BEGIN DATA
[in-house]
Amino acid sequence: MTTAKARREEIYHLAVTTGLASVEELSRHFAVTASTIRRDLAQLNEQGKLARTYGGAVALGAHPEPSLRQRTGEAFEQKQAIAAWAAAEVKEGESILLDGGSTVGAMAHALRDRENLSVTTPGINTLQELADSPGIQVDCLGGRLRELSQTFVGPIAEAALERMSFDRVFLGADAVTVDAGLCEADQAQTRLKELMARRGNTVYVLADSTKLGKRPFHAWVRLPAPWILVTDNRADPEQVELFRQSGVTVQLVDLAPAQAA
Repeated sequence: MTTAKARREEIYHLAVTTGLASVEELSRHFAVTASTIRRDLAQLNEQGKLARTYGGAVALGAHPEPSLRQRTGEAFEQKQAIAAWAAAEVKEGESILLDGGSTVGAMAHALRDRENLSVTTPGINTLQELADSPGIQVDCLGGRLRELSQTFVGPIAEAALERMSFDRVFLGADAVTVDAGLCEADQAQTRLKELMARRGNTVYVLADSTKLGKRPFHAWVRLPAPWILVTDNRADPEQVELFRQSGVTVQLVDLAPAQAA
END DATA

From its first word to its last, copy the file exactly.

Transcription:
[in-house]
Amino acid sequence: MTTAKARREEIYHLAVTTGLASVEELSRHFAVTASTIRRDLAQLNEQGKLARTYGGAVALGAHPEPSLRQRTGEAFEQKQAIAAWAAAEVKEGESILLDGGSTVGAMAHALRDRENLSVTTPGINTLQELADSPGIQVDCLGGRLRELSQTFVGPIAEAALERMSFDRVFLGADAVTVDAGLCEADQAQTRLKELMARRGNTVYVLADSTKLGKRPFHAWVRLPAPWILVTDNRADPEQVELFRQSGVTVQLVDLAPAQAA
Repeated sequence: MTTAKARREEIYHLAVTTGLASVEELSRHFAVTASTIRRDLAQLNEQGKLARTYGGAVALGAHPEPSLRQRTGEAFEQKQAIAAWAAAEVKEGESILLDGGSTVGAMAHALRDRENLSVTTPGINTLQELADSPGIQVDCLGGRLRELSQTFVGPIAEAALERMSFDRVFLGADAVTVDAGLCEADQAQTRLKELMARRGNTVYVLADSTKLGKRPFHAWVRLPAPWILVTDNRADPEQVELFRQSGVTVQLVDLAPAQAA